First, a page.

Sunday, December 27, 2009

#52: The Hunger Games by Suzanne Collins

In a dystopian future U.S., a totalitarian central government forces the formerly rebellious outer districts to offer teenage "tributes' in a nationally televised fight to the death in Suzanne Collins' young adult sci fi outing The Hunger Games.

Collins throws in a little of everything from Lord of the Flies to The Long Walk to The Giver, and astute readers will probably find more stories that one could draw parallels from. But The Hunger Games tools along under its own steam, and has interesting characters and situations. I was a bit surprised, however, that despite its young adult label there is a very high body count, and there are plenty of stabbings, shootings, maulings, and general mayhem that skip through its pages.

This novel is reported to be the first of a trilogy, and I am interested in finding the next one to know what happens next (especially as this ends on almost a cliffhanger). I bought this for my beloved Kindle with some Christmas money and read it over two snowy days.

Saturday, December 26, 2009

#51: 9 Dragons by Michael Connelly

L.A. police detective Harry Bosch investigates a convenience store robbery that seems to have triad connections in Michael Connelly's latest thriller 9 Dragons.

I have been a longtime Connelly fan and find his Harry Bosch series one of the best contemporary mystery series (along with Walter Mosley's Easy Rawlins stories). After a bit of a lull, his last several novels have come back strong.

This one is a real change of pace, as Bosch's ex-wife and daughter, now living in Hong Kong, get caught up in the action when the daughter goes missing. Bosch immediately takes off for Hong Kong and ends up on a nightmarish journey as the clock ticks and the bodies pile up.

9 Dragons is especially high octane, and I have always enjoyed Connelly's clipped journalistic prose. A good jumping on point for thriller readers but more rewarding for longtime fans.

I checked this out from the Farmland Public Library in Farmland, Indiana.

Saturday, December 12, 2009

#50: The Long Fall by Walter Mosley

Extremely tarnished P.I. Leonid McGill tries to go straight (or at least less crooked) when he gets wrapped up in multiple revenge plots in Walter Mosley's The Long Fall.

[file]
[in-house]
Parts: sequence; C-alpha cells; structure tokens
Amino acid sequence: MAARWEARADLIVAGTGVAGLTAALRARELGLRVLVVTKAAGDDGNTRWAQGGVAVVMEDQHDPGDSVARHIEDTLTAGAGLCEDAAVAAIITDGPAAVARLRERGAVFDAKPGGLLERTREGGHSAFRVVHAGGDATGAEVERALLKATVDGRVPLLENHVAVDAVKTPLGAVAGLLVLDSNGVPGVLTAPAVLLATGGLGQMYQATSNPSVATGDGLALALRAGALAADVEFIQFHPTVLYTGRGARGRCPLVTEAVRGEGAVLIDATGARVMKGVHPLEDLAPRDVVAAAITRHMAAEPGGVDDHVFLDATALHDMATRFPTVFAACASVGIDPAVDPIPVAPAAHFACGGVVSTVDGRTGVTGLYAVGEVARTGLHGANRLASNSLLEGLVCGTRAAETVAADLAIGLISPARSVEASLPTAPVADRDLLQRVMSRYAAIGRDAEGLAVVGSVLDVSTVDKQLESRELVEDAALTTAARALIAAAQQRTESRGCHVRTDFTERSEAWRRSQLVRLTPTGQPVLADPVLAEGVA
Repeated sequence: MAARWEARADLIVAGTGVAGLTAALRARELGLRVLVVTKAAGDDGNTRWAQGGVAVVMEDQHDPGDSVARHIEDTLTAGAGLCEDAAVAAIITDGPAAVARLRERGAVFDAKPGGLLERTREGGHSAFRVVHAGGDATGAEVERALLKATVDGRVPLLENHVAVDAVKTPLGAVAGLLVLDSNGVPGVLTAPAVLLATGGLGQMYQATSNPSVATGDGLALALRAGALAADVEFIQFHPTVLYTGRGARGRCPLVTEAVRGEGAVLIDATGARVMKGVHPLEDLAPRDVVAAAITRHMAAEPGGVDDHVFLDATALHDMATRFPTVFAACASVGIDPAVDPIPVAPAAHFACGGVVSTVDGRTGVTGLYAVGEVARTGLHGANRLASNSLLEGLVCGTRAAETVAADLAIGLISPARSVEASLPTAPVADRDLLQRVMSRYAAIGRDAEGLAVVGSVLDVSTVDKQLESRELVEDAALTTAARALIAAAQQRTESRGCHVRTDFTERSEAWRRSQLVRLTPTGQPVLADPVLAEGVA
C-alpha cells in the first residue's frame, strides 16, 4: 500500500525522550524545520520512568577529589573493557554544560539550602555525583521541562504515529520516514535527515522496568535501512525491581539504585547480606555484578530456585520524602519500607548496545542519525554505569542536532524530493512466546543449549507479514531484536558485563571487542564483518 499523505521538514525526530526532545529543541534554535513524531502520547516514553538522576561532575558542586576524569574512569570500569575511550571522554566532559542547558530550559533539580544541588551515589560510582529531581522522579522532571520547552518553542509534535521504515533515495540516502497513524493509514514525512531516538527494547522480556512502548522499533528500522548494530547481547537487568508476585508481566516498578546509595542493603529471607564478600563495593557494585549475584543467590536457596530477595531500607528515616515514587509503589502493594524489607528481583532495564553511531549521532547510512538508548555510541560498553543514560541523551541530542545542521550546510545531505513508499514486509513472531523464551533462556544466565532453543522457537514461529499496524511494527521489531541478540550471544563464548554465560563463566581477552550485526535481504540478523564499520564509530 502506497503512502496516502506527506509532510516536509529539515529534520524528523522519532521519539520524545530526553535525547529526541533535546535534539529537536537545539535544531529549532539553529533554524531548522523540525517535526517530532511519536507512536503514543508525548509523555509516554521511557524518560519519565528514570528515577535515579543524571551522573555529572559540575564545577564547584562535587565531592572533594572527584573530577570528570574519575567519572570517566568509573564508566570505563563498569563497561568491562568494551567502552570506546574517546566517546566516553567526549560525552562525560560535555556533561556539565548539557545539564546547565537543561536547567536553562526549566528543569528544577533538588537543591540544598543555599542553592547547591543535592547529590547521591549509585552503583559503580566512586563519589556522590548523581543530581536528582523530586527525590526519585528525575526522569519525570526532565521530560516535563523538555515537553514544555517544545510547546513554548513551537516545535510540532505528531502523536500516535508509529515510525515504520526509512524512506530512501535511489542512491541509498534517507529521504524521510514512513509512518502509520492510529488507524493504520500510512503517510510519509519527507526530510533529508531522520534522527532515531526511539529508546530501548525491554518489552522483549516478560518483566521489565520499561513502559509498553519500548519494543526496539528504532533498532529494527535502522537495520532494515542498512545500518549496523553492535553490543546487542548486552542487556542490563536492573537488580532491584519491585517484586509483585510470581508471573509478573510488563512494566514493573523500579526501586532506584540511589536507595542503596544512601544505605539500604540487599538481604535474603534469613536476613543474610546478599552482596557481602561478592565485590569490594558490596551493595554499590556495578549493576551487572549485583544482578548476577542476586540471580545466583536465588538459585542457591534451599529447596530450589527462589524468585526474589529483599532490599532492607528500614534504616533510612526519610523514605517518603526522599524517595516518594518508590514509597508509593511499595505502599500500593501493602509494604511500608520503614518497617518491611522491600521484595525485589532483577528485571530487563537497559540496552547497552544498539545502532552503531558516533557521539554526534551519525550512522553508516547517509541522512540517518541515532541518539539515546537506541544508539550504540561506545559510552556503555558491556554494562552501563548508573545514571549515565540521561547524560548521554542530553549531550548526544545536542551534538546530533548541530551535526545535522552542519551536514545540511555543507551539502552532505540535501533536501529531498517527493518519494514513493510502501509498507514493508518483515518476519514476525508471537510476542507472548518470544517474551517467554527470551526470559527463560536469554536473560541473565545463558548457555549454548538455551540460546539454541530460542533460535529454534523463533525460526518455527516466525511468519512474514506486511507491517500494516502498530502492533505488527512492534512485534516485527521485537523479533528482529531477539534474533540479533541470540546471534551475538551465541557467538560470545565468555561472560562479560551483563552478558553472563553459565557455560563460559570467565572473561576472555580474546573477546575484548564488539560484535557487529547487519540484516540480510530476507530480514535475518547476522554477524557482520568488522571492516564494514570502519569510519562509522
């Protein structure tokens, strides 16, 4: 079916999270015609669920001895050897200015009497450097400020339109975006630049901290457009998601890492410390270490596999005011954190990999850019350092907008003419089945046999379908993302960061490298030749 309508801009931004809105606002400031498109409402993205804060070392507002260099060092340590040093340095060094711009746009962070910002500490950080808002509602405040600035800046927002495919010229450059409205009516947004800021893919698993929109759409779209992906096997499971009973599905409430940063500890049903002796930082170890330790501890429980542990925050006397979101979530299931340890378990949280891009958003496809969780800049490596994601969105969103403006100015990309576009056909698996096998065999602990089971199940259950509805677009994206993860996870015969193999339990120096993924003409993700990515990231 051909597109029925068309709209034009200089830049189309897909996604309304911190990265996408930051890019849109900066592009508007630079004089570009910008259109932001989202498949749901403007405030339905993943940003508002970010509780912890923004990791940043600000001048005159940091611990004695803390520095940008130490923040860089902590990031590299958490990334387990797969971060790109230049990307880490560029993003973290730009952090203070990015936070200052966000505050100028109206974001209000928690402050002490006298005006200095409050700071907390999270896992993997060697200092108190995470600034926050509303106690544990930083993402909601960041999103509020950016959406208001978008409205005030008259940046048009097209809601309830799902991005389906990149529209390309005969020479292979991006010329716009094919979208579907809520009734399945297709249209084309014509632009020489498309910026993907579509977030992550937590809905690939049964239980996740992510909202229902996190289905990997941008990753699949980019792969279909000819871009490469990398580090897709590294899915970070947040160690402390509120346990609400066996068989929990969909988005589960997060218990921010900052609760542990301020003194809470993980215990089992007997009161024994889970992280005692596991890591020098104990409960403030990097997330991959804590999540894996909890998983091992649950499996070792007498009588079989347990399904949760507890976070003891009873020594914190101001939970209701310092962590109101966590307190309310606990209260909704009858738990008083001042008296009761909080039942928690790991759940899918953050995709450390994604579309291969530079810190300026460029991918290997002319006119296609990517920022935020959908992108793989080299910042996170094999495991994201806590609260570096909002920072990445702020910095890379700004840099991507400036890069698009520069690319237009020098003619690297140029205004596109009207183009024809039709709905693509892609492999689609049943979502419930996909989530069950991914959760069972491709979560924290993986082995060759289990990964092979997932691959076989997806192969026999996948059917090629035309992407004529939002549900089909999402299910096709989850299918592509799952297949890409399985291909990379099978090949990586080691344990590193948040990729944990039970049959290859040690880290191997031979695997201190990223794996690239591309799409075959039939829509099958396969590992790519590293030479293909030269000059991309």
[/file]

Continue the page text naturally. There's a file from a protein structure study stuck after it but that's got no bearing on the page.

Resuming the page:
Mosley is one of my favorite contemporary mystery authors, and I have found his Easy Rawlins novels consistently good. In that series, Mosley traces the adventures of an L.A.-based quasi-detective from the end of World War II through the Red Scare and to the Watts riots and beyond. The political and social milieu of the Rawlins series adds much to the storytelling.

Here McGill is a contemporary detective, on the other side of the country in New York. And where the Rawlins series is shot through with hints of Chester Himes and Ross Macdonald McGill is much more Raymond Chandler and Dashiell Hammett. Mosley's writing is equally admirable here and I thought this was a great start for what I hope is a new series.

I am glad I reached 50 books this year with one of my favorite writers.

I listened to a very good audiobook version of this on loan from the Morrison-Reeves Library in Richmond, Indiana.

Friday, December 11, 2009

#49: The Kar-Chee Reign by Avram Davidson

In the far-flung future, Earth's citizens have left its depleted shores for space, and those staying behind have, over the centuries, devolved back to a Bronze Age state. Then, suddenly, an alien invasion arrives to pick the planet's bones in Avram Davidson's genre-bending The Kar-Chee Reign.

I have credited Davidson for my sudden interest in what I used to call "hippie-fi" after years of reading about lantern-jawed space heroes via Heinlein, Asimov, and those type of writers. From Davidson I decided I would take on Philip K. Dick, John Brunner, Samuel R. Delany, and others, and I haven't looked back.

The book that set me on that fateful journey was Rogue Dragon, and I was pleasantly surprised to find out this book was the prequel. In it, a group of makeshift heroes, proficient with bow and club and rousing speeches, outsmart the alien science of the insectoid invaders.

Avram Davidson is a solid storyteller, and used some interesting socio-political underpinnings to prop up his story.

I got this book from, an Ace Double which has Ursula LeGuin's very fine, similiarly-themed Rocannon's World (which I recently finished) on the flip. It may be the best combined Ace Double I've read.

Monday, December 7, 2009

#48: Citizen Vince by Jess Walter

On the eve of the 1980 presidential election, a semi-reformed criminal in the Witness Protection Program makes one last attempt to bury his past in Jess Walter's darkly comic crime novel Citizen Vince.

With its engaging characters, spot-on dialogue, and sense of time and place (early 80s Spokane) Walter brings to mind some of the best work of Elmore Leonard, Lawrence Block, and Ed McBain. Really fine writing--especially in creating a parallel story between our protagonist's troubles and the Reagan/Carter race--gives Citizen Vince a more literary bent.

I plucked this novel out of a 25-cent library book sale with no preconceived notions and found it to be highly enjoyable and engaging read. A cut above for mystery fans.